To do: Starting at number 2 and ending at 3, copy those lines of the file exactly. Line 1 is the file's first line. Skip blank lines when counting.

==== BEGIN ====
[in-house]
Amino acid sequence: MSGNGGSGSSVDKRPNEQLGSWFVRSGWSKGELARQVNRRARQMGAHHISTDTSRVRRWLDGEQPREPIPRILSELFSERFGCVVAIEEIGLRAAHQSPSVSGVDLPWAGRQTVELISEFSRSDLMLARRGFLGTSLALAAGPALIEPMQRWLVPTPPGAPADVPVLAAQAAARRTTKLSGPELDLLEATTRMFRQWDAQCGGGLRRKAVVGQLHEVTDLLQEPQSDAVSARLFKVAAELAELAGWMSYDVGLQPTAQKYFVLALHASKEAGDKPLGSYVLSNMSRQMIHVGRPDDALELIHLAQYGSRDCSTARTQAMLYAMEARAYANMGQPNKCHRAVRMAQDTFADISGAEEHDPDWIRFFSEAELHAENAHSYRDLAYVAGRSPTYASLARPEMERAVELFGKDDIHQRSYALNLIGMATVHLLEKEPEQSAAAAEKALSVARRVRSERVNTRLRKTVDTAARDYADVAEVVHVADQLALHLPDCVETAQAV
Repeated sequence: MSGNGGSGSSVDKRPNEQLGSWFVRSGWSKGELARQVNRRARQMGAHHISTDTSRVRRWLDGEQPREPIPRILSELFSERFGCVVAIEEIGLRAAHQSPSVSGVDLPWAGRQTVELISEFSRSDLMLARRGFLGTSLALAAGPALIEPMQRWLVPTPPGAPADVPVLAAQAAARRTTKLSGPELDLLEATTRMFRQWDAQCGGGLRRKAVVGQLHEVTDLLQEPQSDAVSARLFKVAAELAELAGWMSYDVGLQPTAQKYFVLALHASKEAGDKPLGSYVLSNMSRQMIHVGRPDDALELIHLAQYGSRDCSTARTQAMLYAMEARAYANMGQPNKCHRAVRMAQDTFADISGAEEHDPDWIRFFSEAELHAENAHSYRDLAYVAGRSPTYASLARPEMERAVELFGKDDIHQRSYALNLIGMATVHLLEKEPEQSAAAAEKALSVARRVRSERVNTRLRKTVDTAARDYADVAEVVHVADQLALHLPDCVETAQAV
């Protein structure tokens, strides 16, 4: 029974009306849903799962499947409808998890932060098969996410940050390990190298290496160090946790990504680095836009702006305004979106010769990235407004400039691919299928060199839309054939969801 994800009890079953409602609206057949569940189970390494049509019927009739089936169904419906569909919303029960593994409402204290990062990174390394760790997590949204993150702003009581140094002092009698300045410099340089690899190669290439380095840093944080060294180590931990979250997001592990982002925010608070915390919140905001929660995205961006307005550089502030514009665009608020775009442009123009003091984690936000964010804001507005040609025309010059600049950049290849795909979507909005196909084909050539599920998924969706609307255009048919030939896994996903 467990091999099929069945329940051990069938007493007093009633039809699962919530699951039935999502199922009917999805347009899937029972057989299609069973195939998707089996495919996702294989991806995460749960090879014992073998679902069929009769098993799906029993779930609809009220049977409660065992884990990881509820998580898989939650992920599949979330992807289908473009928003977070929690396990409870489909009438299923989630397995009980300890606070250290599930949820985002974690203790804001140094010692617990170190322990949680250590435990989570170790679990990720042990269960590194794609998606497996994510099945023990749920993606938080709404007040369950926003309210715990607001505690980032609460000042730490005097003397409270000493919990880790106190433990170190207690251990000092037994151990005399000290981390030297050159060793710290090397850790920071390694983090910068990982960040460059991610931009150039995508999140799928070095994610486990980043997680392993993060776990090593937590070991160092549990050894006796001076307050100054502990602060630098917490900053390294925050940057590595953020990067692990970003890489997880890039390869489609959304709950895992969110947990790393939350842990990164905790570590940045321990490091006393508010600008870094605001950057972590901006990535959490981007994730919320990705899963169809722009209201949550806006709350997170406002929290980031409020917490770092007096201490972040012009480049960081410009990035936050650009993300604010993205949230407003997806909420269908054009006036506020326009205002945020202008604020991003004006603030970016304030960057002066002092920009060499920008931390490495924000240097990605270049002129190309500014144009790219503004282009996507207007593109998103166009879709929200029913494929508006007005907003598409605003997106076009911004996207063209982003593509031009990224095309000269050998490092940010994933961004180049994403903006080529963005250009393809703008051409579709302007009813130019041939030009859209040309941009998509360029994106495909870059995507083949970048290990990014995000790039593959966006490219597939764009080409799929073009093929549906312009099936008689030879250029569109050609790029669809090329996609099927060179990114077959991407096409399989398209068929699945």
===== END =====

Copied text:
Amino acid sequence: MSGNGGSGSSVDKRPNEQLGSWFVRSGWSKGELARQVNRRARQMGAHHISTDTSRVRRWLDGEQPREPIPRILSELFSERFGCVVAIEEIGLRAAHQSPSVSGVDLPWAGRQTVELISEFSRSDLMLARRGFLGTSLALAAGPALIEPMQRWLVPTPPGAPADVPVLAAQAAARRTTKLSGPELDLLEATTRMFRQWDAQCGGGLRRKAVVGQLHEVTDLLQEPQSDAVSARLFKVAAELAELAGWMSYDVGLQPTAQKYFVLALHASKEAGDKPLGSYVLSNMSRQMIHVGRPDDALELIHLAQYGSRDCSTARTQAMLYAMEARAYANMGQPNKCHRAVRMAQDTFADISGAEEHDPDWIRFFSEAELHAENAHSYRDLAYVAGRSPTYASLARPEMERAVELFGKDDIHQRSYALNLIGMATVHLLEKEPEQSAAAAEKALSVARRVRSERVNTRLRKTVDTAARDYADVAEVVHVADQLALHLPDCVETAQAV
Repeated sequence: MSGNGGSGSSVDKRPNEQLGSWFVRSGWSKGELARQVNRRARQMGAHHISTDTSRVRRWLDGEQPREPIPRILSELFSERFGCVVAIEEIGLRAAHQSPSVSGVDLPWAGRQTVELISEFSRSDLMLARRGFLGTSLALAAGPALIEPMQRWLVPTPPGAPADVPVLAAQAAARRTTKLSGPELDLLEATTRMFRQWDAQCGGGLRRKAVVGQLHEVTDLLQEPQSDAVSARLFKVAAELAELAGWMSYDVGLQPTAQKYFVLALHASKEAGDKPLGSYVLSNMSRQMIHVGRPDDALELIHLAQYGSRDCSTARTQAMLYAMEARAYANMGQPNKCHRAVRMAQDTFADISGAEEHDPDWIRFFSEAELHAENAHSYRDLAYVAGRSPTYASLARPEMERAVELFGKDDIHQRSYALNLIGMATVHLLEKEPEQSAAAAEKALSVARRVRSERVNTRLRKTVDTAARDYADVAEVVHVADQLALHLPDCVETAQAV